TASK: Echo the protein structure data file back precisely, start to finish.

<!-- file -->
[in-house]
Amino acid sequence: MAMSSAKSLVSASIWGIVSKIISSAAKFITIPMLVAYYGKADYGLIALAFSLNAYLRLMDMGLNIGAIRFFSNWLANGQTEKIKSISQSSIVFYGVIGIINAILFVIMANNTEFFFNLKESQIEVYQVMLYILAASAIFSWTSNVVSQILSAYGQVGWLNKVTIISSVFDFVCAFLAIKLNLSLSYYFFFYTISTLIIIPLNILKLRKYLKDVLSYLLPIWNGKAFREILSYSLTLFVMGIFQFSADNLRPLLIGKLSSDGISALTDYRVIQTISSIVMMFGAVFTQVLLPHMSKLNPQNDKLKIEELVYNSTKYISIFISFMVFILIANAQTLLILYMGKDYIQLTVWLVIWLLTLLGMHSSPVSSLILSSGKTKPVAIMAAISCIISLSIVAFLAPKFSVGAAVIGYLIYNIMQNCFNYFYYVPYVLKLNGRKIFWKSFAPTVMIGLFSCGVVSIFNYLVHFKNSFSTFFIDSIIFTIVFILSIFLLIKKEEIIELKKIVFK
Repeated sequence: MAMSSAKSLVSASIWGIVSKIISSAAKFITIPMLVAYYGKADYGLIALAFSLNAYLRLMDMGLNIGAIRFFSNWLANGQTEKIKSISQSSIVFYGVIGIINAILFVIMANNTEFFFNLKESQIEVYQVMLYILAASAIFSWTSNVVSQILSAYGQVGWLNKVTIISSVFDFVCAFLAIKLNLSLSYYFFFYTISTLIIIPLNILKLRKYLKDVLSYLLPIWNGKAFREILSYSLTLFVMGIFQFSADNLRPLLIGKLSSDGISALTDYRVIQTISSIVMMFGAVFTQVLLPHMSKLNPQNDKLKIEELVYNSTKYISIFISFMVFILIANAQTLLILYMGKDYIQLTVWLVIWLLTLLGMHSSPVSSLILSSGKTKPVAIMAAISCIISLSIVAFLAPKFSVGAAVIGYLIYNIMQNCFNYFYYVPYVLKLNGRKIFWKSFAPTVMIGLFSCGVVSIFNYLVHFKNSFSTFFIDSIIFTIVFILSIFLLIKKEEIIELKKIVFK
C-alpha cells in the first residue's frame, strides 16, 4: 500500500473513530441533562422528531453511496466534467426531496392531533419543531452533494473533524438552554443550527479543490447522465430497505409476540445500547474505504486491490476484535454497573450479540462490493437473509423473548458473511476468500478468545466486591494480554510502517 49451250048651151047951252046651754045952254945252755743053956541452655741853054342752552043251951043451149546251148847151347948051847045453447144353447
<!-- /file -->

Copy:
[in-house]
Amino acid sequence: MAMSSAKSLVSASIWGIVSKIISSAAKFITIPMLVAYYGKADYGLIALAFSLNAYLRLMDMGLNIGAIRFFSNWLANGQTEKIKSISQSSIVFYGVIGIINAILFVIMANNTEFFFNLKESQIEVYQVMLYILAASAIFSWTSNVVSQILSAYGQVGWLNKVTIISSVFDFVCAFLAIKLNLSLSYYFFFYTISTLIIIPLNILKLRKYLKDVLSYLLPIWNGKAFREILSYSLTLFVMGIFQFSADNLRPLLIGKLSSDGISALTDYRVIQTISSIVMMFGAVFTQVLLPHMSKLNPQNDKLKIEELVYNSTKYISIFISFMVFILIANAQTLLILYMGKDYIQLTVWLVIWLLTLLGMHSSPVSSLILSSGKTKPVAIMAAISCIISLSIVAFLAPKFSVGAAVIGYLIYNIMQNCFNYFYYVPYVLKLNGRKIFWKSFAPTVMIGLFSCGVVSIFNYLVHFKNSFSTFFIDSIIFTIVFILSIFLLIKKEEIIELKKIVFK
Repeated sequence: MAMSSAKSLVSASIWGIVSKIISSAAKFITIPMLVAYYGKADYGLIALAFSLNAYLRLMDMGLNIGAIRFFSNWLANGQTEKIKSISQSSIVFYGVIGIINAILFVIMANNTEFFFNLKESQIEVYQVMLYILAASAIFSWTSNVVSQILSAYGQVGWLNKVTIISSVFDFVCAFLAIKLNLSLSYYFFFYTISTLIIIPLNILKLRKYLKDVLSYLLPIWNGKAFREILSYSLTLFVMGIFQFSADNLRPLLIGKLSSDGISALTDYRVIQTISSIVMMFGAVFTQVLLPHMSKLNPQNDKLKIEELVYNSTKYISIFISFMVFILIANAQTLLILYMGKDYIQLTVWLVIWLLTLLGMHSSPVSSLILSSGKTKPVAIMAAISCIISLSIVAFLAPKFSVGAAVIGYLIYNIMQNCFNYFYYVPYVLKLNGRKIFWKSFAPTVMIGLFSCGVVSIFNYLVHFKNSFSTFFIDSIIFTIVFILSIFLLIKKEEIIELKKIVFK
C-alpha cells in the first residue's frame, strides 16, 4: 500500500473513530441533562422528531453511496466534467426531496392531533419543531452533494473533524438552554443550527479543490447522465430497505409476540445500547474505504486491490476484535454497573450479540462490493437473509423473548458473511476468500478468545466486591494480554510502517 49451250048651151047951252046651754045952254945252755743053956541452655741853054342752552043251951043451149546251148847151347948051847045453447144353447